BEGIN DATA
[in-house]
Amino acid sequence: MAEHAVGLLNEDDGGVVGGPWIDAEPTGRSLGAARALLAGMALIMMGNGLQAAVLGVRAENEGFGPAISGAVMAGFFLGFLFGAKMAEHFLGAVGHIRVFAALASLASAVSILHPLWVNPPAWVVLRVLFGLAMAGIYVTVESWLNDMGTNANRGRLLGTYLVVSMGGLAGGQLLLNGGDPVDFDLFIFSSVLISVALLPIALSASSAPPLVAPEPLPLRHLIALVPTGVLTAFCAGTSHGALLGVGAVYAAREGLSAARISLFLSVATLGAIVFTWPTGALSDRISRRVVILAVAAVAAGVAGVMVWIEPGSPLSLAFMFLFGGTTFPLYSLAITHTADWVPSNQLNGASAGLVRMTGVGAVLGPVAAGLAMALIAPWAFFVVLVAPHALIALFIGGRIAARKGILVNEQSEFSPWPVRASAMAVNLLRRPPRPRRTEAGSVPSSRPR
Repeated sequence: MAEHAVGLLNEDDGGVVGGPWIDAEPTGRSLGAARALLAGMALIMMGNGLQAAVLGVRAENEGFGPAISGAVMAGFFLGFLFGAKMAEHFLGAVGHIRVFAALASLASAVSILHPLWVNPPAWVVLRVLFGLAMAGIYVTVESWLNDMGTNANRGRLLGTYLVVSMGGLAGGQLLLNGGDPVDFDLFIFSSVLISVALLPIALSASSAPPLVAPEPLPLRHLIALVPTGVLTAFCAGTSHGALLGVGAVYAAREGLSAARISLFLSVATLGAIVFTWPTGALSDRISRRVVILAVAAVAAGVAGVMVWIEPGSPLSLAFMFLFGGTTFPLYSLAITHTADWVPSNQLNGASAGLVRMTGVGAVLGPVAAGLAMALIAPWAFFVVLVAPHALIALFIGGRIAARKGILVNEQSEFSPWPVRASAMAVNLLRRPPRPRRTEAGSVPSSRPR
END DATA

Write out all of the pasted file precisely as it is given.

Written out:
[in-house]
Amino acid sequence: MAEHAVGLLNEDDGGVVGGPWIDAEPTGRSLGAARALLAGMALIMMGNGLQAAVLGVRAENEGFGPAISGAVMAGFFLGFLFGAKMAEHFLGAVGHIRVFAALASLASAVSILHPLWVNPPAWVVLRVLFGLAMAGIYVTVESWLNDMGTNANRGRLLGTYLVVSMGGLAGGQLLLNGGDPVDFDLFIFSSVLISVALLPIALSASSAPPLVAPEPLPLRHLIALVPTGVLTAFCAGTSHGALLGVGAVYAAREGLSAARISLFLSVATLGAIVFTWPTGALSDRISRRVVILAVAAVAAGVAGVMVWIEPGSPLSLAFMFLFGGTTFPLYSLAITHTADWVPSNQLNGASAGLVRMTGVGAVLGPVAAGLAMALIAPWAFFVVLVAPHALIALFIGGRIAARKGILVNEQSEFSPWPVRASAMAVNLLRRPPRPRRTEAGSVPSSRPR
Repeated sequence: MAEHAVGLLNEDDGGVVGGPWIDAEPTGRSLGAARALLAGMALIMMGNGLQAAVLGVRAENEGFGPAISGAVMAGFFLGFLFGAKMAEHFLGAVGHIRVFAALASLASAVSILHPLWVNPPAWVVLRVLFGLAMAGIYVTVESWLNDMGTNANRGRLLGTYLVVSMGGLAGGQLLLNGGDPVDFDLFIFSSVLISVALLPIALSASSAPPLVAPEPLPLRHLIALVPTGVLTAFCAGTSHGALLGVGAVYAAREGLSAARISLFLSVATLGAIVFTWPTGALSDRISRRVVILAVAAVAAGVAGVMVWIEPGSPLSLAFMFLFGGTTFPLYSLAITHTADWVPSNQLNGASAGLVRMTGVGAVLGPVAAGLAMALIAPWAFFVVLVAPHALIALFIGGRIAARKGILVNEQSEFSPWPVRASAMAVNLLRRPPRPRRTEAGSVPSSRPR